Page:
Editor's note: The World is a public media organization covering the humanitarian crisis in Yemen. The World does not accept donations for humanitarian relief in the country. The organizations below do.
Yemen is still at war. As the UN brings warring parties together, the country remains in crisis.
Yemen produces little of its own food and fuel, so Yemenis rely on imports to survive. After four years of war, famine has taken hold in parts of the country.
The UN Secretary General has said that successful negotiations over a ceasefire in Hodeidah will give thousands of children and families a much-needed reprieve from the fighting. Hodeidah's port on the Red Sea is the main entryway for container ships, bulk shipments of food and fuel. At the completion of the first dialogue in Sweden between Yemen’s warring parties in December, Secretary-General António Guterres called it “a starting point for peace and for ending the humanitarian crisis in Yemen.”
In the meantime, 11 million children across Yemen still need humanitarian assistance to survive, including nearly 400,000 who suffer from the most severe form of acute malnutrition and are at imminent risk of death.
But how do we help them?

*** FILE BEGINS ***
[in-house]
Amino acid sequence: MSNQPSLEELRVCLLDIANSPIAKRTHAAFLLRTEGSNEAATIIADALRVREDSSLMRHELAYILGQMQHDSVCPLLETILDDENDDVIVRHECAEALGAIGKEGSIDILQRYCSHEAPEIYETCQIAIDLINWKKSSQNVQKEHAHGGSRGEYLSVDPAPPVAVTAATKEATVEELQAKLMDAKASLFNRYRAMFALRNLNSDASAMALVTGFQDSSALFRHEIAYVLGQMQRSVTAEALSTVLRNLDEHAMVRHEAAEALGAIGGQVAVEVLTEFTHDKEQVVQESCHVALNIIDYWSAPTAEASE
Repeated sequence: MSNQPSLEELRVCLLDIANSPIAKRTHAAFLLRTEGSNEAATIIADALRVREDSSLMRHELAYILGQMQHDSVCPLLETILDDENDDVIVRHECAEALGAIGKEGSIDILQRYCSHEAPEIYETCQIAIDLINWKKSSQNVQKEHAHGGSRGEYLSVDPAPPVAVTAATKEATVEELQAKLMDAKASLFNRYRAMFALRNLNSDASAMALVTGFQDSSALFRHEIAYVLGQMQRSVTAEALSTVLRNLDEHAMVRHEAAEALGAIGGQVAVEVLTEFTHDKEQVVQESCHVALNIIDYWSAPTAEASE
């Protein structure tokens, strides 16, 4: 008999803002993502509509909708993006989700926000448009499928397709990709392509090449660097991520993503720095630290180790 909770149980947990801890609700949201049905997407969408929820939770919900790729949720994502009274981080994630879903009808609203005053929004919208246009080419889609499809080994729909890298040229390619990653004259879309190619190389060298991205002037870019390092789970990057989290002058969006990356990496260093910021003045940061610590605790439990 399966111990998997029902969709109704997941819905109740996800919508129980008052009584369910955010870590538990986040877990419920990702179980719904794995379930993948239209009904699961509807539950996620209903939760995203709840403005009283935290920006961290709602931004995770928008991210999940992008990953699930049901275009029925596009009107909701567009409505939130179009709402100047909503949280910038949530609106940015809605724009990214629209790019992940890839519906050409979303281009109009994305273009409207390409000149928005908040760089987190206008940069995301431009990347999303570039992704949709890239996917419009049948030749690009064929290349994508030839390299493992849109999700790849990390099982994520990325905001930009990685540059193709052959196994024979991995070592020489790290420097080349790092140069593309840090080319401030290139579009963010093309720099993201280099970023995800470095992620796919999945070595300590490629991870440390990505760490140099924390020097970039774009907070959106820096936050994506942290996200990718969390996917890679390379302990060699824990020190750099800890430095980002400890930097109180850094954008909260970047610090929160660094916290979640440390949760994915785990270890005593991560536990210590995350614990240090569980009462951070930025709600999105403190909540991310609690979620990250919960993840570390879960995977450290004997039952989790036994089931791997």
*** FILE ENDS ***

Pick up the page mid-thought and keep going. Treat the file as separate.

The World surveyed journalists, humanitarians and Yemeni citizens to come up with this short list of aid groups — some small and local, others huge and global — with proven track records of helping families in Yemen. Each in its own way is helping Yemenis survive what the United Nations has called the world’s largest humanitarian crisis. We first posted this list in 2017, and we continue to update it.
Humanitarians who live and work in Yemen
Fatik al-Rodaini has been called a hero by Yemenis. He collects funds, buys food from local vendors, and creates batches of food (the term of art is "baskets") for families who his group has identified as needy. These days there is no shortage of need.
Yemen Hope and Relief
Ahmad Algohbary rescues children suffering from severe malnutrition. Families request his help, and he uses donated funds to transport and house them for weeks while their children are treated at nutrition clinics in major Yemeni cities.
Organizations whose mission is to help Yemenis
This group, founded by a Yemeni American, provides assistance and resources to Yemeni people, regardless of their race, political affiliation, ancestry or religion, in order to positively change, and ultimately save, lives.
Yemen Our Home
The United Nations Development Project set up "Yemen Our Home" to help people outside Yemen, especially the Yemeni diaspora, support in-country projects.